Posted 2 months ago | by Catoshi Nakamoto
The first U.S dollar, as we know it today, was printed in 1914. Over 100 years later, it’s safe to say that printer must be overheated by now. Before the United States became the world reserve currency, Portugal, Spain, the Netherlands, France and Britain all carried the torch. On average, those reigns lasted 94 years before that responsibility became too hot to handle. As our inflation issue exacerbates, people are starting to wonder: Will America drop the hot potato before the 94-year average? The conversation for Bitcoin replacing the dollar as the world’s reserve currency is heating up. Here’s my hot take.Read More
Lets get it!
Welcome to BitBoy Crypto. Home of the Bitsquad, the largest crypto community in all of the interwebs. My name is Ben. Every day on this channel I show YOU how to MAKE MONEY in Crypto. If you like money and crypto then make sure to hit that subscribe button. If you want to go deeper into crypto, make sure to check out bitlabacademy.com. In this video, we will discuss the possibility of Bitcoin becoming the world’s reserve currency.
Bitcoin World Reserve Currency Is Inevitable
As politicians on the both sides of the aisle take their stance on crypto currency, it’s easy to see how this topic can be highly controversial amongst those who have the power to make real changes. Senators such as Ted Cruz and Cynthia Lummis see crypto as an opportunity to help create revenue for their respective states. Since China has banned crypto yet again, there is a massive gap in the market for mining the asset. Cruz and Lummis are fighting for clarity because they know an opportunity when they see one and they want their states to front run the movement to fill the void. On the other hand, former Secretary of State Hillary Clinton recently stated on a panel discussion at the Bloomberg New Economy Forum that crypto could undermine the dollar as the world’s reserve currency and “destabilize nations”. Is she saying this because she truly cares about the world’s equilibrium, or is it because she has skin in the game in the world of political 3D chess? Considering her net worth is around 120 MILLION dollars, it feels like those closest to the printer will go to any length to protect the ink cartridge and maintain their power over the rest of the world. As we tip toe closer and closer towards mass adoption, I often wonder how many miles these steps will take us. Will Bitcoin just become a globally accepted alternative asset class, or will it surpass the status quo and become the world’s reserve currency for all of humanity? It’s possible. This conversation has been heating up across the Internet with the likes of Jordan Peterson, London Reel, Michael Saylor, Rand Paul, and several other politicians and elite investors weighing in on the possibility. Before we get into the pros and cons of Bitcoin taking over the world, lets first take a leap back through time and look at what made the U.S dollar the powerhouse that it is, where it went wrong, and what can be done about it.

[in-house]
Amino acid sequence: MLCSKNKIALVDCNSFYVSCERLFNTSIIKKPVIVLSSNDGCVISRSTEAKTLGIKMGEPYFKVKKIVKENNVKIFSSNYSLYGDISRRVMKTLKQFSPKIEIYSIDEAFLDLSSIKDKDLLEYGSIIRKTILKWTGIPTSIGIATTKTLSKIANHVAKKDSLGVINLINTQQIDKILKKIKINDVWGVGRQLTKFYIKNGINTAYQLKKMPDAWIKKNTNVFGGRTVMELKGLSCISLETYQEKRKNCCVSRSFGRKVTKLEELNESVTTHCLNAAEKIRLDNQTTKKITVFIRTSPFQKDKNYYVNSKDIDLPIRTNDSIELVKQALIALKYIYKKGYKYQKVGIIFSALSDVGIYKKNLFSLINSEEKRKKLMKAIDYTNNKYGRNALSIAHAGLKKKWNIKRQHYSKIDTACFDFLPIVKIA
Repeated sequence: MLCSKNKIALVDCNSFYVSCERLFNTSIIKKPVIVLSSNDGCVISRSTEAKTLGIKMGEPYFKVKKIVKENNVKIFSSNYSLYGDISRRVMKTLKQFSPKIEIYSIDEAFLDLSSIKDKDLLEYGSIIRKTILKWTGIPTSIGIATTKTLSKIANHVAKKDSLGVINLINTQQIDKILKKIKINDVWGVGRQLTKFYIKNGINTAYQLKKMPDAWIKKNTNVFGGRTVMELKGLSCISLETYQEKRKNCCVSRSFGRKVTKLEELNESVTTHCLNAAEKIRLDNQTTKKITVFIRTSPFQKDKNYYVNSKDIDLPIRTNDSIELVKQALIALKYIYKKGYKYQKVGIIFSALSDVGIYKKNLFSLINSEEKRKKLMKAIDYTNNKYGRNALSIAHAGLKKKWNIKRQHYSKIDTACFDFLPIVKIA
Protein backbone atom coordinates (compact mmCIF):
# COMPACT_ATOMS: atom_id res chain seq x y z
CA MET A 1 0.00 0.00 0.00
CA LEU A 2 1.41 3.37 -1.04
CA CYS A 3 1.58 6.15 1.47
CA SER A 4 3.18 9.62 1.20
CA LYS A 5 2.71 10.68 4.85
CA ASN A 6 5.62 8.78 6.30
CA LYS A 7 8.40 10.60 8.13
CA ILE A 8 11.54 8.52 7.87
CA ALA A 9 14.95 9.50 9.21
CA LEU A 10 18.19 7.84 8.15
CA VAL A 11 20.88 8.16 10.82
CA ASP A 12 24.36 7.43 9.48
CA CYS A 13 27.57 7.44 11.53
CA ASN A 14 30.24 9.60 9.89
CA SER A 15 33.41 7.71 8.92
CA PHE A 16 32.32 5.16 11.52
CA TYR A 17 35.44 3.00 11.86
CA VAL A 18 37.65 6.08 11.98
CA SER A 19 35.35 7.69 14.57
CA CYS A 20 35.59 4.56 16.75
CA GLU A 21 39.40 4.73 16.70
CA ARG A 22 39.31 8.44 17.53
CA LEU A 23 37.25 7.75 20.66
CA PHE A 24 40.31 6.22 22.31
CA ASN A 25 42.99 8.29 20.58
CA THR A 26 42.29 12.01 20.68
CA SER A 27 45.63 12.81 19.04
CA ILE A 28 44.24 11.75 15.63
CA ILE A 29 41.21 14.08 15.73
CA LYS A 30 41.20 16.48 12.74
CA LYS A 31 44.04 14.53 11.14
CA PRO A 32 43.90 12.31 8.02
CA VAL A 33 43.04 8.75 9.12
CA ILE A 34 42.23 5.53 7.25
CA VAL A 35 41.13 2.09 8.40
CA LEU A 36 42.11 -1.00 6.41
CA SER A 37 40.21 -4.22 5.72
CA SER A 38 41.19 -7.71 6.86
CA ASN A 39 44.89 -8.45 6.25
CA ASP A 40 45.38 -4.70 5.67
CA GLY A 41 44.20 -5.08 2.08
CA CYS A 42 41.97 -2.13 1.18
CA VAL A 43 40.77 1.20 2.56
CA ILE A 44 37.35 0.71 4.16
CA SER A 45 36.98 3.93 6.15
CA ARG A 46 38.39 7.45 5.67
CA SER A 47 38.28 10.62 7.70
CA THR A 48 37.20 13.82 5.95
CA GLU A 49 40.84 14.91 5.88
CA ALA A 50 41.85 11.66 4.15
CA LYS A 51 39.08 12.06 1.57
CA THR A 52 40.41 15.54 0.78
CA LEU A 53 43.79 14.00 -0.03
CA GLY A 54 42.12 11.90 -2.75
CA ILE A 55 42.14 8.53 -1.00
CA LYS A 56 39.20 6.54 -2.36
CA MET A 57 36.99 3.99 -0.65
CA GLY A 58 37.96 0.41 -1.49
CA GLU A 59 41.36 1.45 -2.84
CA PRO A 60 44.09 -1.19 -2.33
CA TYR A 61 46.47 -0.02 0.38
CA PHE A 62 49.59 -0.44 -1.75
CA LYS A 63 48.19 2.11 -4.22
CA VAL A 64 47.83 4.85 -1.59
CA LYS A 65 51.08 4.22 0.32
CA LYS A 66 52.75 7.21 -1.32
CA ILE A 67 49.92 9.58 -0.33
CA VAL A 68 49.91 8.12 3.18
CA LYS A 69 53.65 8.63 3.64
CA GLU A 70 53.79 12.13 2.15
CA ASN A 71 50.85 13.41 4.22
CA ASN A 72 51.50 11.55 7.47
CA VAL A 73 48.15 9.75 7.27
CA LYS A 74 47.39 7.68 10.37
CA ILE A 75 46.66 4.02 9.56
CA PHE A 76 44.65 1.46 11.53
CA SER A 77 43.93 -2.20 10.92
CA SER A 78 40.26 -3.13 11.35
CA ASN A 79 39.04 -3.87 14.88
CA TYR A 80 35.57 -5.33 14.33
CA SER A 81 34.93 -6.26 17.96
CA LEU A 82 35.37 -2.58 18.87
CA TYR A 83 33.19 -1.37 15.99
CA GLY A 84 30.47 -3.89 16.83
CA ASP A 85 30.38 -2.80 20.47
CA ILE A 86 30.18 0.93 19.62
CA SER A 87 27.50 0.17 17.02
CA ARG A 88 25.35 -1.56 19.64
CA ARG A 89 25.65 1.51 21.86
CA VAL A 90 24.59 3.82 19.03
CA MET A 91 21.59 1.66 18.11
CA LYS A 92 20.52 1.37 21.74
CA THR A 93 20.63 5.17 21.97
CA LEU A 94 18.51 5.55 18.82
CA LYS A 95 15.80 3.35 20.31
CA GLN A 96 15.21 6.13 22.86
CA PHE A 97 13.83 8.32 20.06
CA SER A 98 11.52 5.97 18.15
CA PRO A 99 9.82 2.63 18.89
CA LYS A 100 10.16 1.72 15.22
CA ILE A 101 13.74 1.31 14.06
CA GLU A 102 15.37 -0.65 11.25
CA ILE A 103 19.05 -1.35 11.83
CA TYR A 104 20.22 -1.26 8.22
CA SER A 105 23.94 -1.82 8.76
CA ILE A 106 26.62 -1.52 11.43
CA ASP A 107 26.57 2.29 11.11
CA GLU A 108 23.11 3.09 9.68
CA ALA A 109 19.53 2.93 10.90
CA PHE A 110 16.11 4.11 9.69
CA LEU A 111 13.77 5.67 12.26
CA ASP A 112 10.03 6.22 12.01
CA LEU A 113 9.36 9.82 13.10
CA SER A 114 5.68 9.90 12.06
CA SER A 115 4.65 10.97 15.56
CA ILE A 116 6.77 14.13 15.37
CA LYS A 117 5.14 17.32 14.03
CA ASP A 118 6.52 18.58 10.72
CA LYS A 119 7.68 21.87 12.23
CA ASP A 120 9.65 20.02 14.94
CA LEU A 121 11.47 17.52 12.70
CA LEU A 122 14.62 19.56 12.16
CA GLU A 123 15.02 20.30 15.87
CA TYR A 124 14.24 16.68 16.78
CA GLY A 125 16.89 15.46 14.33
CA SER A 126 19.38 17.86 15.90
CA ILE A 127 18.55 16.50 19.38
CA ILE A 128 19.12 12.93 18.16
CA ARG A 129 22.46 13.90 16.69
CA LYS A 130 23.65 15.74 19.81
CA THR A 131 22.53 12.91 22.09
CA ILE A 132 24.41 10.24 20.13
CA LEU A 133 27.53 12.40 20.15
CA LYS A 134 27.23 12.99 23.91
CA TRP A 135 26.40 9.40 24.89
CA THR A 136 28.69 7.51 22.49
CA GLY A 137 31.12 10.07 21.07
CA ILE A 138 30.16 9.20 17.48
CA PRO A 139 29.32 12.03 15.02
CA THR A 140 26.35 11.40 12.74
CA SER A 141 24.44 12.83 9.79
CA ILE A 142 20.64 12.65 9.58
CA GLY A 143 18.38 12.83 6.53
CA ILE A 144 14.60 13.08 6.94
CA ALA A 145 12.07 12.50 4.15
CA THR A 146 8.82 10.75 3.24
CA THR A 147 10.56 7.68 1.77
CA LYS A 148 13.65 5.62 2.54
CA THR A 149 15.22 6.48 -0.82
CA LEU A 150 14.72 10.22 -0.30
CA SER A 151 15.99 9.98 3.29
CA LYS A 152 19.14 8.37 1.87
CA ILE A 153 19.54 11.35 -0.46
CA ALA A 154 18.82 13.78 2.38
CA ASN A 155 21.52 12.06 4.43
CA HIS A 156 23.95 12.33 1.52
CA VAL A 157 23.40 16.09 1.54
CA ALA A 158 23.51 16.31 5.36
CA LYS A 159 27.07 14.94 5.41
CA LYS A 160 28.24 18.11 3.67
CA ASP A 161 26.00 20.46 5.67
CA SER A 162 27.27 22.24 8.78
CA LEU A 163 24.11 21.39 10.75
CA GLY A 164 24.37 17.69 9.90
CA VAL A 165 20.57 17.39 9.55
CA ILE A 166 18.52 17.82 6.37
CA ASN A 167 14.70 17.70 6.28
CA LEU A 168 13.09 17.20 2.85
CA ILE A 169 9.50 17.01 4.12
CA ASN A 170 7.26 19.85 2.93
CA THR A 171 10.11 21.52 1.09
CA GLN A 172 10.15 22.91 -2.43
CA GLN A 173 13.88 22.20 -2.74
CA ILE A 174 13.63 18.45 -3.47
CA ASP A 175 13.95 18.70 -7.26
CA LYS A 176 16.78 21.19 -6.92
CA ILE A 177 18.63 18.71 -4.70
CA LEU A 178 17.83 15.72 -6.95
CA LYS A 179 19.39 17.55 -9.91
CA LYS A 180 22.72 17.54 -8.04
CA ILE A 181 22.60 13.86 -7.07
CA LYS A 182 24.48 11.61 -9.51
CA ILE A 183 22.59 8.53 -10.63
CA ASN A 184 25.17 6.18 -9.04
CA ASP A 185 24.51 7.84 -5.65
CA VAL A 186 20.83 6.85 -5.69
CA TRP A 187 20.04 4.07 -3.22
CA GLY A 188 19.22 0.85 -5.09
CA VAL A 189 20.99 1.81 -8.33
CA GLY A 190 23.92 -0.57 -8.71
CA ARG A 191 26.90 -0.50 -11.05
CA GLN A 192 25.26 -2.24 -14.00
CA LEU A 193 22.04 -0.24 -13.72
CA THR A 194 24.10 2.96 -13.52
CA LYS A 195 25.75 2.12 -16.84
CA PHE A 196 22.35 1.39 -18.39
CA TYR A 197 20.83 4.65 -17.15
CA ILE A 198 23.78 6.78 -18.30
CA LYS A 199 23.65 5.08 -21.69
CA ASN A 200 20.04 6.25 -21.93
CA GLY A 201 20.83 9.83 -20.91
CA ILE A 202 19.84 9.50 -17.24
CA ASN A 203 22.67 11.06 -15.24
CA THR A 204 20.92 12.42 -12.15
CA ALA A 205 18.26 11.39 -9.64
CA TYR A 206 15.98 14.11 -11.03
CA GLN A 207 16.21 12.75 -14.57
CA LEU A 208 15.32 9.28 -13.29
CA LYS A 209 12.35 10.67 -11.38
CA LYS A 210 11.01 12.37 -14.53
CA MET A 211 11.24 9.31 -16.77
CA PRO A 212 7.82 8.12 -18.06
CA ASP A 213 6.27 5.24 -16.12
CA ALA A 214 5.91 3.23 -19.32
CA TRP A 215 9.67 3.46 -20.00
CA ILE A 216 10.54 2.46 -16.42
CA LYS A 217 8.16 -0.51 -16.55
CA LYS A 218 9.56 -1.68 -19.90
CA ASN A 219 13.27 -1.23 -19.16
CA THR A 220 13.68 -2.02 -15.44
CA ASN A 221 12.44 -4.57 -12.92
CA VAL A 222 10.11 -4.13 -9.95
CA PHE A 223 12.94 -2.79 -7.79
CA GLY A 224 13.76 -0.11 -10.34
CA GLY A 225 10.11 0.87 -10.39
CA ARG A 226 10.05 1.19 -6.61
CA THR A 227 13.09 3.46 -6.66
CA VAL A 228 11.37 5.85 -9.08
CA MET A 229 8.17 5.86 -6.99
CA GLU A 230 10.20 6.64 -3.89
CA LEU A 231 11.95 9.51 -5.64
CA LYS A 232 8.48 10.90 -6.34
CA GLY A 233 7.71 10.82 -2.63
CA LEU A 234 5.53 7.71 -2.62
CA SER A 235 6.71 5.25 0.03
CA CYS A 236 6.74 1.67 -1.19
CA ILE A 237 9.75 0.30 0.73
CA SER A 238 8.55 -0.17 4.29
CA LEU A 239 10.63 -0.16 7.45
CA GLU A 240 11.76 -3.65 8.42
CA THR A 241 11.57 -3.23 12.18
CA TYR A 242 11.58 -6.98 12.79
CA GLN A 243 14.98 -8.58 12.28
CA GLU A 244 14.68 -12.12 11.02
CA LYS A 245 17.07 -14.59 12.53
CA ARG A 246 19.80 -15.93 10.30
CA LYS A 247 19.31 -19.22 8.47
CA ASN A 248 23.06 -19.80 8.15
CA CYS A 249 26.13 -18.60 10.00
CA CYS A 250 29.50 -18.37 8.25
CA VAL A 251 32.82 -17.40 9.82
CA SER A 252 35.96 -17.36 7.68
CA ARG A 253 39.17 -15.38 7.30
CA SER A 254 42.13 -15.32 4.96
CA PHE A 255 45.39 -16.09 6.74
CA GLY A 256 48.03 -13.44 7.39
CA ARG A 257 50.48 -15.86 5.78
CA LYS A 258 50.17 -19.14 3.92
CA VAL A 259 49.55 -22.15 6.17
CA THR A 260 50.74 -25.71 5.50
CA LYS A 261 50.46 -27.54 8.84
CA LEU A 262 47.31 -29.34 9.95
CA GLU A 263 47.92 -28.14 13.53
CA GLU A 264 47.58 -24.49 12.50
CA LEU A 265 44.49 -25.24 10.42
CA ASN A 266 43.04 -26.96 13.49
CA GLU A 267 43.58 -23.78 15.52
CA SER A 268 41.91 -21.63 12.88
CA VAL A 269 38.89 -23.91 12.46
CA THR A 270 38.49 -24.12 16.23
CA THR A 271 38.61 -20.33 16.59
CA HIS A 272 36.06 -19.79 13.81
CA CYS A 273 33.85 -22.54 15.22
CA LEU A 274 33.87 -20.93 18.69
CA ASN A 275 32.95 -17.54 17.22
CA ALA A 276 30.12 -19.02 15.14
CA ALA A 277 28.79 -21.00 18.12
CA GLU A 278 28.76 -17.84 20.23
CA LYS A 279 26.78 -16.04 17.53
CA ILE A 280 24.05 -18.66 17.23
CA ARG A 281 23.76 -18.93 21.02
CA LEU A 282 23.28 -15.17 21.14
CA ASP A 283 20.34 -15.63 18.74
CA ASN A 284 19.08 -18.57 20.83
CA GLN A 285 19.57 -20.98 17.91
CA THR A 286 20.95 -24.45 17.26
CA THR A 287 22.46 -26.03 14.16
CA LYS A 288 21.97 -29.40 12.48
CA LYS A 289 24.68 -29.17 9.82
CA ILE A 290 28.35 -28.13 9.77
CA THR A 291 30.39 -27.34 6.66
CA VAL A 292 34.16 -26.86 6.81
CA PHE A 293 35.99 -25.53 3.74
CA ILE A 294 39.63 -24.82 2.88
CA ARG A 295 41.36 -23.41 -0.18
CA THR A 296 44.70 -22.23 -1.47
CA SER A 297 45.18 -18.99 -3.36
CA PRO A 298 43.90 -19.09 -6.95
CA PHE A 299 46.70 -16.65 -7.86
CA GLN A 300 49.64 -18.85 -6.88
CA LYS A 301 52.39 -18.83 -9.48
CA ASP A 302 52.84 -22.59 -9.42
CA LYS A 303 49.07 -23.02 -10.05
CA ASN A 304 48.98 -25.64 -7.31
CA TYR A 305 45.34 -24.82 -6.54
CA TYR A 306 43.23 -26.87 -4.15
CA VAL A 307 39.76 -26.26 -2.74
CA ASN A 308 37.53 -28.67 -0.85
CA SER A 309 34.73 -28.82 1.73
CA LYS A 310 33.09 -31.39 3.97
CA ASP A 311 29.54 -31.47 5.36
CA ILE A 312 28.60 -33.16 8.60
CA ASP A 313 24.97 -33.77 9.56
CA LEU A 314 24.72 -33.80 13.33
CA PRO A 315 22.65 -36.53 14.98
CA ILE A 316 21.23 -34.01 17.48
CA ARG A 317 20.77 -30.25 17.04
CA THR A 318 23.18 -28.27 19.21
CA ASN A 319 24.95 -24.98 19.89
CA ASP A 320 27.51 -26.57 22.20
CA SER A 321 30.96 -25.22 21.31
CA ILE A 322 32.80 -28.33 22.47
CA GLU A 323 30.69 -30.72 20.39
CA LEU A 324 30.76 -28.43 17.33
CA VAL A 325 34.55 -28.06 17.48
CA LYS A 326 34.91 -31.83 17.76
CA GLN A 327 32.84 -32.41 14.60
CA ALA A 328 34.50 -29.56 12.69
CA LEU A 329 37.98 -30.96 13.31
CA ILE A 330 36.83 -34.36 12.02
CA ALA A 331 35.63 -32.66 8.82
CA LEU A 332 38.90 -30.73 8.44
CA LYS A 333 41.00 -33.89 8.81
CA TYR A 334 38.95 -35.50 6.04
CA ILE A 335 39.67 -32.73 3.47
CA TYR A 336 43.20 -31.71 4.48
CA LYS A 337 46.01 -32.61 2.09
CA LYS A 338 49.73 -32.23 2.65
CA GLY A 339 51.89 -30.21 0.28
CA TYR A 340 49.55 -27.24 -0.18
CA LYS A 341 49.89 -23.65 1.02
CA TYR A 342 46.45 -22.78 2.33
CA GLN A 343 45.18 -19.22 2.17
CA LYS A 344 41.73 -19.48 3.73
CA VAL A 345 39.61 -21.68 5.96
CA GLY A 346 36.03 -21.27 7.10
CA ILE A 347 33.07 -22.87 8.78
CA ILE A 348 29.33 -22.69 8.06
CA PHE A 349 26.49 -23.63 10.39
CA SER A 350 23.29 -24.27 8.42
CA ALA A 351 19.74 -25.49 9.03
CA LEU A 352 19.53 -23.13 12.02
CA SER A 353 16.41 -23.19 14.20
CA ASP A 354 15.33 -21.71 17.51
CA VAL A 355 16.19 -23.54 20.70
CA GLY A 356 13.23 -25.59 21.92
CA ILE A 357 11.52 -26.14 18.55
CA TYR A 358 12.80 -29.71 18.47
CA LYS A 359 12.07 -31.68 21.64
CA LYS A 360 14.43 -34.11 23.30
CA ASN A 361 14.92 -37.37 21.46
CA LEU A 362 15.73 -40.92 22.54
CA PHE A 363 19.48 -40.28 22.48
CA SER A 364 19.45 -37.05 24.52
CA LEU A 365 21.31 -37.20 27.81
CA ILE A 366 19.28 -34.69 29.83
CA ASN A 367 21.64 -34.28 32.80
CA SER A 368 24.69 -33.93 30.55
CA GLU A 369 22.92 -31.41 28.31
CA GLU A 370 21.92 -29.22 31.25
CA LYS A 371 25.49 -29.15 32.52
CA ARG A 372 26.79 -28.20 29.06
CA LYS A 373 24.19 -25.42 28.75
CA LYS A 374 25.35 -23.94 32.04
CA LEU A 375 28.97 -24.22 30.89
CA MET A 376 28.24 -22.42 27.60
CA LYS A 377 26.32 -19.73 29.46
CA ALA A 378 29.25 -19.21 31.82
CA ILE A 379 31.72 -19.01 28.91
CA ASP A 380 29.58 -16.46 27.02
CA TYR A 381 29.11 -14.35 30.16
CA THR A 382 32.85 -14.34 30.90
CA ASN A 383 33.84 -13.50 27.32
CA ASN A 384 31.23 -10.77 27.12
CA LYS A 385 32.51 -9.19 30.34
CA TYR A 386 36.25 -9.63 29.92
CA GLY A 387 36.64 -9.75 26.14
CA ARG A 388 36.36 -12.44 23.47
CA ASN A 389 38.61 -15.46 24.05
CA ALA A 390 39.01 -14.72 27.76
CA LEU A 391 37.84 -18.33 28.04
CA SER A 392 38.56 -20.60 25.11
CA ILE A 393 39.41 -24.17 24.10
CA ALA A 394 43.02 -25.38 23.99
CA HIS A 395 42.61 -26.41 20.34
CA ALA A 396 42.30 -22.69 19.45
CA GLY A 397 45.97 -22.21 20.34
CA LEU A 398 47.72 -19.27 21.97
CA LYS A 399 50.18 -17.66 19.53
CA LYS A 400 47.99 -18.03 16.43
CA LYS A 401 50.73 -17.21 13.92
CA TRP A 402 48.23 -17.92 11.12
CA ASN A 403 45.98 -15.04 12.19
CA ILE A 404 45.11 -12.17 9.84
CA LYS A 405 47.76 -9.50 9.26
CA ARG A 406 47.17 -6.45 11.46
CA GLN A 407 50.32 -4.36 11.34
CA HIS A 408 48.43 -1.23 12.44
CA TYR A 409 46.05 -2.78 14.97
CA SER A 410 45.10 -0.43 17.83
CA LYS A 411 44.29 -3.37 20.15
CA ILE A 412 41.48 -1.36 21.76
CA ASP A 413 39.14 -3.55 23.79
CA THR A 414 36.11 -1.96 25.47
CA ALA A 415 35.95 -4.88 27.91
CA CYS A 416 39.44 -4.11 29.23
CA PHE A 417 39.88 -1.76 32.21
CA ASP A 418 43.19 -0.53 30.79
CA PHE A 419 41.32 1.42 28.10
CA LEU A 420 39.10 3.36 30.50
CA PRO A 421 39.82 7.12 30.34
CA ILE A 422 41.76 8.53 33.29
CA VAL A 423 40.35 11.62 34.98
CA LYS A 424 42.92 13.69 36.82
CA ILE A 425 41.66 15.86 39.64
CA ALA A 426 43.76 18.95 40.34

The first US dollar was printed in 1862, and became the official reserve currency of the world less than 100 years later in 1944. The decision was made by a delegation from 44 Allied countries called the Bretton Woods Agreement.” At the time, we we’re on a gold standard which promised you could receive x amount of gold for x amount of dollars. Kind of like how stablecoins are pegged to the dollar now. This system worked! Unfortunately, because we had to pay for another war, the gold standard was abandoned in 1971. (Thanks a lot Nixon) This is where a number our problems really started because that was the year our dollar officially became fiat currency. If you don’t know, this means it’s not backed by anything other than the mutual agreement that we all consent to; that a dollar is a dollar. Since leaving the gold standard in 1971, a multitude of problems went awry. On average, inflation has increased around 4% per year since then. Inflation is even more of an issue now considering over 40% of U.S dollars in circulation were printed in the last 18 months.(source, NOTE: this statistic was released by the federal reserve and is common knowledge, but I sited a source just in case.*12 months since may so 18 months from now*) According to the website wtfhappenedin1971.com, issues with ranging from federal/national debt, consumer price index, personal savings rate, banking crises and many many more all, all went out the window in 1971; a direct result from abandoning the gold standard. This untimely defenestration started an avalanche of issues that cannot be undone unless another system is put in place. Does it make sense that the county that’s is the WORLDS reserve currency is just shy of 29 TRILLION dollars in debt?